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UPDATED - Paycheck Protection Program: Confirm the Necessity or Return the Funds

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May 6, 2020

By: Robert A. Greising and Corben A. Lee

UPDATED - The Small Business Administration issued guidance on May 5th that extends until May 14, 2020 the safe harbor for returning the PPP loan proceeds.  Our alert first published on April 30, 2020 has been updated to reflect this and to add some other guidance on the issue of “necessity.”


Participants in the Paycheck Protection Program (“PPP”) established by the CARES Act face an upcoming fork in the road.  Those that have received funding under the PPP may be half-way through the eight week period to expend funds that will be eligible for forgiveness.  But recent guidance calls for each borrower to reconfirm that it was eligible to receive those funds and, if not, to return the funds by May 14th.  This alert describes in Q&A format some key considerations for PPP borrowers given recent guidance.


What has the SBA said about accountability for obtaining funds under the PPP?

The SBA’s guidance has made clear from the beginning that those who misuse the PPP funds may be subject to sanctions.  These sanctions include the potential for fines and other criminal sanctions.  Efforts have been reported seeking to establish an ombudsman that would guard against fraud and abuse in the PPP.  The SBA has also indicated that any borrower who received more than $2,000,000 will be audited to confirm their eligibility.  The SBA also has authority to audit those who borrowed less than $2,000,000.
 

What has spurred the recent guidance? 

National headlines reported that many public and private companies with access to significant resources had applied for and received PPP proceeds.  The SBA seems to be confirming its earlier guidance in light of the desire to avoid fraud and abuse in the PPP.
 

What is the standard of eligibility regarding whether I needed the PPP funds?

The PPP application requires that you certify in good faith that the current economic uncertainty makes the loan request necessary to support the ongoing operations of the business.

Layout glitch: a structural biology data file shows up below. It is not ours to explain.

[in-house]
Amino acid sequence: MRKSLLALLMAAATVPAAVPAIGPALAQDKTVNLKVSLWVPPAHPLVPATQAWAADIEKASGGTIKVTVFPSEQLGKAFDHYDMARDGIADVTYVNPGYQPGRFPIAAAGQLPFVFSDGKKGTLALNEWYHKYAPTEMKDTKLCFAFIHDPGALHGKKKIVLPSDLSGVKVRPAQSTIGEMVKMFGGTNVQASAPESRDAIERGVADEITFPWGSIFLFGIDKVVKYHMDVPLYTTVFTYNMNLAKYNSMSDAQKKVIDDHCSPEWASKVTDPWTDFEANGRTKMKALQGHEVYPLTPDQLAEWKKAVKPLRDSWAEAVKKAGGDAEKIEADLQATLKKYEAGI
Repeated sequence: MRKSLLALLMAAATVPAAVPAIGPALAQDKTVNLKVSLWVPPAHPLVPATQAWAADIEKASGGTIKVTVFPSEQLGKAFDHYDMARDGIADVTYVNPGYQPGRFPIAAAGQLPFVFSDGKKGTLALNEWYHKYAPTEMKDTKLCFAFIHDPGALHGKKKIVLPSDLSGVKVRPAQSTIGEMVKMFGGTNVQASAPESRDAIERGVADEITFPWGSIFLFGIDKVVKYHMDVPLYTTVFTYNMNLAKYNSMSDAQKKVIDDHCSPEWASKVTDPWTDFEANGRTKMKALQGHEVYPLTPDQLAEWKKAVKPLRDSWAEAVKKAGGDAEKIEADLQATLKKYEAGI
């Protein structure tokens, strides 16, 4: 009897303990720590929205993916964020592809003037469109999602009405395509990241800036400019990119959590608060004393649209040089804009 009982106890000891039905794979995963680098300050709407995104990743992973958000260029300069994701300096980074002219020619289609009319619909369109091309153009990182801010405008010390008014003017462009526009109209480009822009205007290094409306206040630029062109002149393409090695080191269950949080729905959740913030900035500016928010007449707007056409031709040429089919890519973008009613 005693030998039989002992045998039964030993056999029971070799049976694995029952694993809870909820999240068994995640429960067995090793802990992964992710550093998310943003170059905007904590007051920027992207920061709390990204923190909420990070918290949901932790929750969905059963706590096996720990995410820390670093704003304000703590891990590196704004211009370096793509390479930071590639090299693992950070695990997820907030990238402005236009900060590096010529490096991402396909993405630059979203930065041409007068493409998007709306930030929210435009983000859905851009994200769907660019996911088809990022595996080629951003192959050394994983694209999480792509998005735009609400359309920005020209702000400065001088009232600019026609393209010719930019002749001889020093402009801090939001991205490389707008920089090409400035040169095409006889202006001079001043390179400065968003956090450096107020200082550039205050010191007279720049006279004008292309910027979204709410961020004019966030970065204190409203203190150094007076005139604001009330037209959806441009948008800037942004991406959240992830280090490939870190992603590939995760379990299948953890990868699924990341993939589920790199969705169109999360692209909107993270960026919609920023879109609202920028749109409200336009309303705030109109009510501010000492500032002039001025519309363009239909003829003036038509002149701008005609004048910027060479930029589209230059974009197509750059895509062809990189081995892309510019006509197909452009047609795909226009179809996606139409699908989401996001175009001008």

What has the SBA said about returning PPP proceeds? 

Through guidance and media interviews, the SBA has indicated that borrowers who reconsider whether or not they were eligible, determine they were not and return the funds by May 14, 2020 will be presumed to have met the “good faith” requirement of the application process.
 

How long do I have to make a decision? 

You will need to act promptly in order to return the funds to qualify for the safe harbor.  The funds must be returned by May 14, 2020.
 

What sources of liquidity do I need to consider?  Do cash resources or lines of credit constitute sources of liquidity? 

The guidance has not listed specific types of sources of liquidity that a borrower should consider. One example that was given was a large public company with access to the capital markets.  But even non-public companies will have sources of liquidity that will need to be considered.  A recent FAQ from the SBA confirmed that its guidance applies to private companies as well.  If your company has significant cash reserves or has a line of credit available to tap into, consider if, taking those sources of liquidity into account, the PPP loan was necessary to support the business in the context of the current economic uncertainty.